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November, 2010

Two VDOF Employees Win National Awards For Their Work

Fred Turck is pictured with the addition of the Golden Smokey to his prior Silver Smokey and Bronze Smokey awards.Two employees of the Virginia Department of Forestry (VDOF) have been named best in America for the work they do in the Commonwealth.

State Forester of Virginia Carl E. Garrison III and Associate Director of Resource Protection Fred X. Turck were honored recently in separate ceremonies during the National Association of State Foresters’ conference in Orlando.

Garrison, of Louisa County, received the American Tree Farm System’s 2010 Sustained Excellence Award.  The award recognizes Garrison for “providing outstanding support and collaboration to private forest landowners in forest conservation efforts.” (There are more than 375,000 private forest landowners in Virginia.)

Garrison has served as State Forester since November 2004 where he is responsible for overseeing all aspects of the 260-employee agency.  He is both a Registered Forester and a Certified Forester and a graduate of Virginia Tech.

Turck, of Sussex County, earned a Golden Smokey – the highest honor bestowed by the US Forest Service – for outstanding wildfire prevention service over at least a two-year period that is national in scope.  Turck, who is responsible for fire prevention and education at the VDOF, was recognized for “outstanding service in the prevention of human-caused wildfires and increasing public recognition and awareness of the need for continuing wildfire prevention efforts.”  (With the addition of the Golden Smokey to his prior Silver Smokey and Bronze Smokey awards, Turck becomes only the third person in the world and the second Virginian to be so honored since the awards began in 1957.)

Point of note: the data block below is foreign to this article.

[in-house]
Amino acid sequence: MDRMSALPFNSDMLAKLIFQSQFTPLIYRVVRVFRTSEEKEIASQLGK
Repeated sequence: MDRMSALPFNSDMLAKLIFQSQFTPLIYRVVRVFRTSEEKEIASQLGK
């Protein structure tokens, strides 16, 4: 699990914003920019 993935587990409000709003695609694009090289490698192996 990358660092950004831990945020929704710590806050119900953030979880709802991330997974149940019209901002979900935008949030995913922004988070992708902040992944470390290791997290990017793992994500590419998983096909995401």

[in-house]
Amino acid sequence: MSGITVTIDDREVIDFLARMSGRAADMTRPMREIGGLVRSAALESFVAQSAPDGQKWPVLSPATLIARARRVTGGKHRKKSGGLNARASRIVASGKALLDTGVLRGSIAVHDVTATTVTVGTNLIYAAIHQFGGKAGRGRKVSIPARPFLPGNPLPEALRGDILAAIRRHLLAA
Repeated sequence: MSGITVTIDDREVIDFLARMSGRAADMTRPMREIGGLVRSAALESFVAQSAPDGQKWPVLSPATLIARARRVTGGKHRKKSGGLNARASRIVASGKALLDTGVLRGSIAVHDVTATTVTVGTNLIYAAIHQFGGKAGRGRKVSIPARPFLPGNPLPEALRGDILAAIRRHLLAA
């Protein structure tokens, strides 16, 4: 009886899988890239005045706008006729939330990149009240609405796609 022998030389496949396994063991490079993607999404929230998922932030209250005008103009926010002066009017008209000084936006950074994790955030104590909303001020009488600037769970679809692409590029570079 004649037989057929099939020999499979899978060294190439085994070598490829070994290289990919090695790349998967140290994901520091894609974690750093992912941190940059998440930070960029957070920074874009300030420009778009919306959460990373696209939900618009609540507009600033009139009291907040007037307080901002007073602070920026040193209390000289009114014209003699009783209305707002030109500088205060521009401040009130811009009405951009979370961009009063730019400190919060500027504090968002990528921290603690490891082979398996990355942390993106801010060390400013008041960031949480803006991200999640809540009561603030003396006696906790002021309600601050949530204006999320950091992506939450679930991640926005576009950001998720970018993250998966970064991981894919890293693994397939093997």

Virginia Secretary of Agriculture & Forestry Todd Haymore said, “I’ve always said that the Commonwealth has some of the best employees in America, and the recognition of these fine employees of the Virginia Department of Forestry by two national organizations confirms that. I’m extremely proud of the work Carl Garrison and Fred Turck do for our citizens, and I congratulate them on their national honors.”

State of the Forest Report Details Changes and Challenges

As the national economy and state budget continue to present VDOF with challenges, we continue to follow our mission of protecting the public; providing services to landowners, and developing public/private partnerships to create and maintain jobs within the forest products industry. You can read about these activities in our annual report, the 2010 State of the Forest.

One of the most significant and far-reaching projects undertaken this year was the development of the State Assessment and the associated Strategic Plan. Mandated by the 2008 Farm Bill, we conducted a comprehensive examination of the Commonwealth’s forest resources and were able to identify the potential threats to those resources.

The State Assessment identified three important changes facing forestry; eight current and potential threats, as well as five multi-state and 10 Virginia-specific issues that demand our attention. To address these changes, threats and issues, VDOF developed a Strategic Plan that will help mitigate projected losses and bolster areas of opportunity delineated in the State Assessment.